It's Flu Season Again! Are You Concerned About Being Vaccinated?
Posted Nov 10 2008 2:16pm
Most people with lupus are able to be vaccinated against a variety of disease with no problems. However, because the immune system of people with lupus may be weakened, they should always talk with their doctor before receiving any vaccine.
Flu Shots and Lupus Patients
Although some vaccines can make autoimmune diseases worse, use of the influenza vaccine (flu shot) appears to be safe in people with systemic lupus erythematosus (SLE). Because the flu shot is an inactivated virus vaccine (not a live virus vaccine), it can be given safely and it is recommended that lupus patients receive a flu shot every year.
Please be aware that the Centers for Disease Control and Prevention (CDC) does not recommend the product "FluMist" for persons with compromised immune system disorders. Moreover, family members should not use this product if they are in contact with an individual with lupus.
Lupus patients should always talk with their doctors before receiving any vaccine.
The influenza vaccine (flu shot) is a highly effective inactivated virus vaccine that is given yearly to those at risk for complications of influenza infection. Several studies conducted in people with lupus who received the influenza vaccine found a protective antibody response, although the antibody levels tended to be lower than in the healthy control group. Side effects were not more frequent and disease flares were not more common. When present, the flares were usually mild.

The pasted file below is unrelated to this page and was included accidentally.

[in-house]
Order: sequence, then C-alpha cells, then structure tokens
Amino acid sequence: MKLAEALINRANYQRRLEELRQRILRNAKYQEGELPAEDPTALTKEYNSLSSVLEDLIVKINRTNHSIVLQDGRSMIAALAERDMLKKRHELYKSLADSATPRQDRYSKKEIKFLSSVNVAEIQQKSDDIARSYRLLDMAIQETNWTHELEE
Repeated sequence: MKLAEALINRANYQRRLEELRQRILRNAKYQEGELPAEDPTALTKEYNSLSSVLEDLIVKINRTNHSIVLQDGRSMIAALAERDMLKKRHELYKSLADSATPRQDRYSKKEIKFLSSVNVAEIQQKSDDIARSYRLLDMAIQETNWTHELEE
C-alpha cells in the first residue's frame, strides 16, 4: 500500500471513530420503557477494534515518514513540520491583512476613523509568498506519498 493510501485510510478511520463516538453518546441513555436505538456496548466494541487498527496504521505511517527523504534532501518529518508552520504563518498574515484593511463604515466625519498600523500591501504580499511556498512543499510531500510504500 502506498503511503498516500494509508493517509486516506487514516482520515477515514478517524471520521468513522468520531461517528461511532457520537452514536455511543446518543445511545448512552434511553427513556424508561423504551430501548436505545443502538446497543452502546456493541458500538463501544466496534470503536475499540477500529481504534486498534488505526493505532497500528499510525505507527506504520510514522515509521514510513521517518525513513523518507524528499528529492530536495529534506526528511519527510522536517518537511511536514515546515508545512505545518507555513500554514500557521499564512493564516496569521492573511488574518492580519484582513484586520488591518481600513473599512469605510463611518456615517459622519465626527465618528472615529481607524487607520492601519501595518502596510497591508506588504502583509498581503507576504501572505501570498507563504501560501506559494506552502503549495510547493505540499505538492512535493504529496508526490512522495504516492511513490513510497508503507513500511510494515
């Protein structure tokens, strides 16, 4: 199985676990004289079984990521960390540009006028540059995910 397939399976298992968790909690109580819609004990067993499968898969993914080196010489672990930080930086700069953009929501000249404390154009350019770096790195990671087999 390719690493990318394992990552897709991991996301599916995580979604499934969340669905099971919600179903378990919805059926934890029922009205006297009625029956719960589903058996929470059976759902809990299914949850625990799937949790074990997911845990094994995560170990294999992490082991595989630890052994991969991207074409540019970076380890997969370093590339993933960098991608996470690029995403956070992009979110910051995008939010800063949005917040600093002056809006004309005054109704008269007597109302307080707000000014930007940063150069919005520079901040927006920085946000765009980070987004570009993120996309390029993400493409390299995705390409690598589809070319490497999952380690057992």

One person did develop diffuse proliferative glomerulonephritis (a class of kidney disease) following immunization received during a lupus flare; therefore, some researchers do not recommend vaccination during flares. Overall, though, influenza vaccine is considered to be safe and effective in people with lupus.
Invasive pneumococcal infections occur more frequently in people with lupus. The Advisory Committee on Immunization Practices (ACIP) recommends vaccination of all healthy persons older than 65, and individuals between the ages of 2 and 64 who are at increased risk for pneumococcal infection due to certain chronic illnesses or immunosuppressant therapies.
While lupus is not specifically listed, there are clinical situations that are common in lupus that may increase the risk of pneumococcal infection. These include: chronic kidney failure; nephrotic syndrome; dysfunction of the spleen; diabetes mellitus; and exposure to long-term systemic corticosteroids and alkylating agents.
Despite this, the vaccine is highly effective in the majority of lupus cases. Patients may be revaccinated every six years, more frequently in those with a lengthy antibody response.
As with most vaccines, the possibility of vaccine-related worsening of lupus activity has been a theoretical concern. There have been occasional reports of lupus flares following pneumococcal immunization, but large studies have not demonstrated a relationship.